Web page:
Jordan Stump is a Professor of French at the University of Nebraska-Lincoln, and the translator of some thirty works of (mostly) contemporary French fiction. His most recent translation is Marie NDiaye’s My Heart Hemmed In.

The Voices of Linor Goralik

The Voices of Linor Goralik

Just as we can discern the ancestors of the novel—the letter and the diary—in eighteenth-century exemplars of the genre, so too does Lina Goralik’s writing betray its roots in the anarchic, confessional culture of early Runet. Even on paper, Goralik’s texts retain an intimacy and immediacy, a sense of just having been overheard, that digital natives associate with online posting. They are also eminently shareable, which is what compelled me to translate them in the first place—so I could keep on laughing and cringing, this time with English-speaking friends...

Waiting Translations: A Conversation with Kate Briggs

Waiting Translations: A Conversation with Kate Briggs

I was thinking about a lot as I was reading about how, in the translation workshop, every week we would have a theme, translation as X—translation as copying, translation as refraction, translation as dépaysement—and we would work with this theme and write about it. So as I was going through your book, I was thinking, “What is this translation as?” The first one is translation as affirmation: I accept the terms under which this writing has come to me, but I also accept that I can read it and participate in it, I accept that this is a proper text and not an inferior copy.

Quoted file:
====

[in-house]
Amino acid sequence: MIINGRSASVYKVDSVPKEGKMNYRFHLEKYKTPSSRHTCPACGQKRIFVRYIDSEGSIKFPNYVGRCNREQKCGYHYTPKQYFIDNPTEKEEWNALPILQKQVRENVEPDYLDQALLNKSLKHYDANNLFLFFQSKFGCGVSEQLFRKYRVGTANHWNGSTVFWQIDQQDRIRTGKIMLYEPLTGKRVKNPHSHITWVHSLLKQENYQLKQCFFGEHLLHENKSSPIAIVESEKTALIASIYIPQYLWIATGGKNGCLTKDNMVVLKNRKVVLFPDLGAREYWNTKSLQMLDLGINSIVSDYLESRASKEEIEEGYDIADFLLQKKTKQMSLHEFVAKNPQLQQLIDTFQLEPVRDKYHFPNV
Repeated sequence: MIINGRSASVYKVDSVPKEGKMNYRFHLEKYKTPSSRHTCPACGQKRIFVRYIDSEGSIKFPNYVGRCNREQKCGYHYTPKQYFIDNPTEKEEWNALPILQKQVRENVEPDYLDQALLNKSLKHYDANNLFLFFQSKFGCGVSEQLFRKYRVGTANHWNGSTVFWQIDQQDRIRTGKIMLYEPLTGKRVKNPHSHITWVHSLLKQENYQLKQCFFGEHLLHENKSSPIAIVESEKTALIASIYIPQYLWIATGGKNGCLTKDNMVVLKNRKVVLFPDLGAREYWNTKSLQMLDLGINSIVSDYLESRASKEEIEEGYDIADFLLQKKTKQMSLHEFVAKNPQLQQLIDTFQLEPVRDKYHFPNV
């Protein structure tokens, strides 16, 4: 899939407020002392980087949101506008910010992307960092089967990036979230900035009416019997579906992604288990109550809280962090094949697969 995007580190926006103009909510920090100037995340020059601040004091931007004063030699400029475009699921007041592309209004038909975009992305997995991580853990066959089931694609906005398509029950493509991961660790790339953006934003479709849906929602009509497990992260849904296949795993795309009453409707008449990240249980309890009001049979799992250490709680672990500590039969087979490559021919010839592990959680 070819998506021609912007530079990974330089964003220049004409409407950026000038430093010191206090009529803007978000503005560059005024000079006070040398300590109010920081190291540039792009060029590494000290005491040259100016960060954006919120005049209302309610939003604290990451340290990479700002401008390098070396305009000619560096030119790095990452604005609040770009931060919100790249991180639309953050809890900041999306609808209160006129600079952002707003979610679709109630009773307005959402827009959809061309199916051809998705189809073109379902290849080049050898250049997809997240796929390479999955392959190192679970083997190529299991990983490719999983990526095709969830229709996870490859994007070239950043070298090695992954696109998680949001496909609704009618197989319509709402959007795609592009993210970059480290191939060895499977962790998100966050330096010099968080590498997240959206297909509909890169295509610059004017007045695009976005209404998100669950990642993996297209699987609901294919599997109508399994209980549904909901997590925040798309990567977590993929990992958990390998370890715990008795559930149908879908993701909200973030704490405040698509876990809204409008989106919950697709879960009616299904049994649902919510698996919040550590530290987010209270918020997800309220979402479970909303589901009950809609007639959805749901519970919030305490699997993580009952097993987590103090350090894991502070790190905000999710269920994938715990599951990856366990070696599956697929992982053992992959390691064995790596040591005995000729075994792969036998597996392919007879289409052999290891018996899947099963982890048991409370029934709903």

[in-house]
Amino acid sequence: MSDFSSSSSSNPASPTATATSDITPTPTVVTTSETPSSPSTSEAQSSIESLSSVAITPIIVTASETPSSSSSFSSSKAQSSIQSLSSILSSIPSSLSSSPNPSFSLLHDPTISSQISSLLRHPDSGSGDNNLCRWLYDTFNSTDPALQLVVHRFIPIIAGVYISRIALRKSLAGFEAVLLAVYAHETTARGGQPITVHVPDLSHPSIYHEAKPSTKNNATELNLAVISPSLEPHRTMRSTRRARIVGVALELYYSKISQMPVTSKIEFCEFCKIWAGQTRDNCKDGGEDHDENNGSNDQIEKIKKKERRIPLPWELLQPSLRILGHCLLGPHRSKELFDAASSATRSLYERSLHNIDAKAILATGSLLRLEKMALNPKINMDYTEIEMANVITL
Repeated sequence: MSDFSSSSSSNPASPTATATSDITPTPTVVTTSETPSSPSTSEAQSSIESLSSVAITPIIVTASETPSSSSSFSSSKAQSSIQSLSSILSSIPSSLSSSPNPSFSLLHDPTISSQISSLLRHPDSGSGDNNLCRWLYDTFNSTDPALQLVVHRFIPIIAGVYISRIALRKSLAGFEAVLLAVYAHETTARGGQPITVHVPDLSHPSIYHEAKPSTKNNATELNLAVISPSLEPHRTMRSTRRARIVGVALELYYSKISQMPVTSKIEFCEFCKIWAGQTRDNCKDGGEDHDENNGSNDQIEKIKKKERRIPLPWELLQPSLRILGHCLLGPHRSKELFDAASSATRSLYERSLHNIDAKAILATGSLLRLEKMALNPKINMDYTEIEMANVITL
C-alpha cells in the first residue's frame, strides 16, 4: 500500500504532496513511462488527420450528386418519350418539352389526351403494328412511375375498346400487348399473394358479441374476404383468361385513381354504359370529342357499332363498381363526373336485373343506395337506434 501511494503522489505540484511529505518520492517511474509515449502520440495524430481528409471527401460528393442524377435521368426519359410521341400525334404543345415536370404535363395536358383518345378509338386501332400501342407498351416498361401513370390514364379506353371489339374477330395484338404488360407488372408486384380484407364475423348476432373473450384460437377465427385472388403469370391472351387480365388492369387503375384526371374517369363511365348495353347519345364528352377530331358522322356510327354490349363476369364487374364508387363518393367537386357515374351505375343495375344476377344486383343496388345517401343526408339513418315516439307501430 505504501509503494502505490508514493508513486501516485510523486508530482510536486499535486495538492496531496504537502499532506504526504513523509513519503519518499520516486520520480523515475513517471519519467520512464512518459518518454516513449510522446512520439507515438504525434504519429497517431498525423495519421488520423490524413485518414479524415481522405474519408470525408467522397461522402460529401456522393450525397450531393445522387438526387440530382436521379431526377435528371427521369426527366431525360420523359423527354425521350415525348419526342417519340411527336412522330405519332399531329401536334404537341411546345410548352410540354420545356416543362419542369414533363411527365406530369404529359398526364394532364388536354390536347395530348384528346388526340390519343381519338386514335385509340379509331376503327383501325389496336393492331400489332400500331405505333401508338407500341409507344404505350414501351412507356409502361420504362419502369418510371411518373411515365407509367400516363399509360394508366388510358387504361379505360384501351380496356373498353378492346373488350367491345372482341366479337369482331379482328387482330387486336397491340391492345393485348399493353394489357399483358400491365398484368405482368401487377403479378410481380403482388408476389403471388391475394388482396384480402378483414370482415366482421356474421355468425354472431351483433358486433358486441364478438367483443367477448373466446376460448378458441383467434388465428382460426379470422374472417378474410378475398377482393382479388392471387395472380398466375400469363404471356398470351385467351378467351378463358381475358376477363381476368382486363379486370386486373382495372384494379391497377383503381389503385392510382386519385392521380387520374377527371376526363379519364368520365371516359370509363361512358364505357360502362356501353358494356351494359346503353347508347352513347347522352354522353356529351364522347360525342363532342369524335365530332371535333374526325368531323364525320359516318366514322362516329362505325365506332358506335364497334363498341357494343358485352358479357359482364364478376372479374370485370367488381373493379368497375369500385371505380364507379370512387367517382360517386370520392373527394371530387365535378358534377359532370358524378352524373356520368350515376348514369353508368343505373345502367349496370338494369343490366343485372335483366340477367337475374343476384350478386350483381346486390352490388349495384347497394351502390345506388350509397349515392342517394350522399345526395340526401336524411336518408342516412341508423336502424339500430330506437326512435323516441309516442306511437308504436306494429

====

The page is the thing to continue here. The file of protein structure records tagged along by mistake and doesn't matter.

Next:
Yes, I think that’s what the opening section is all about—as I say repeatedly, I don’t read German, and yet here is this book, which I receive as The Magic Mountain, which has become very important to me. Perhaps it is worth making clear that all the materials that I draw on, all the books that I think with in This Little Art, whether it’s The Magic Mountain or Robinson Crusoe, are the books that Barthes was also thinking with [in The Preparation of the Novel and How to Live Together]. In other words, those are the books I was reading in order to translate Barthes’s lecture notes, and so they were the ones I was also thinking with as I was thinking about the translations. But beyond that requirement to read it, The Magic Mountain was also just this extraordinary reading experience. I mean, it’s an amazing novel. Unlike Barthes, who read it in Maurice Betz’s French translation, I received it in Helen Lowe-Porter’s English, in the form of the book-object that she made. The question I wanted to open the book with was: How to make the fact of this appear? How to make translation appear when, as we all know, it is so easy to lose sight of, so easy to forget and pass over? You know that famous line from Viktor Shklovsky? Something like “art exists to make one feel things, to make the stone stony”—art exists to make things unfamiliar, to de-familiarize them even if ever so slightly, so they have a chance of being registered, kind of received in all of their strange particularity. How do you make the stone stony? I was thinking about that a lot: How do I make translation thick